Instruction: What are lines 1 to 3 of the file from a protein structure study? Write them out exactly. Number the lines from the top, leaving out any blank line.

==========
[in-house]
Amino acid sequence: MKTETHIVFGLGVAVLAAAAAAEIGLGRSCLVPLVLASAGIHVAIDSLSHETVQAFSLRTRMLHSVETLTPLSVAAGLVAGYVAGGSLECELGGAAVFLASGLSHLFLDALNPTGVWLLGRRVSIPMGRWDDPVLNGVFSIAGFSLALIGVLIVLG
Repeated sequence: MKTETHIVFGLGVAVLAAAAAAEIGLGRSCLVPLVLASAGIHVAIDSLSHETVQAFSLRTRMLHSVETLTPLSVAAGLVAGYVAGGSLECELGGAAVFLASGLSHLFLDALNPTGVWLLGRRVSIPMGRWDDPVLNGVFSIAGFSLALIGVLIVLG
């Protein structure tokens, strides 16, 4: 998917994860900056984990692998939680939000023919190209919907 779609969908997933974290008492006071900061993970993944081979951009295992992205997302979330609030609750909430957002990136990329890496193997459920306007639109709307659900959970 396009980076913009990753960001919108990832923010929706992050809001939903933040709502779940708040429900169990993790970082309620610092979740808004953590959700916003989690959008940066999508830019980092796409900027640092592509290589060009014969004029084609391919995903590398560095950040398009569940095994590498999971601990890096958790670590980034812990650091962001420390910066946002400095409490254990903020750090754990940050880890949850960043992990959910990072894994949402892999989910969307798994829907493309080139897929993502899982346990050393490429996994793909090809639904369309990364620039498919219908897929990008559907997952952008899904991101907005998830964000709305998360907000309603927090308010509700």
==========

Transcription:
[in-house]
Amino acid sequence: MKTETHIVFGLGVAVLAAAAAAEIGLGRSCLVPLVLASAGIHVAIDSLSHETVQAFSLRTRMLHSVETLTPLSVAAGLVAGYVAGGSLECELGGAAVFLASGLSHLFLDALNPTGVWLLGRRVSIPMGRWDDPVLNGVFSIAGFSLALIGVLIVLG
Repeated sequence: MKTETHIVFGLGVAVLAAAAAAEIGLGRSCLVPLVLASAGIHVAIDSLSHETVQAFSLRTRMLHSVETLTPLSVAAGLVAGYVAGGSLECELGGAAVFLASGLSHLFLDALNPTGVWLLGRRVSIPMGRWDDPVLNGVFSIAGFSLALIGVLIVLG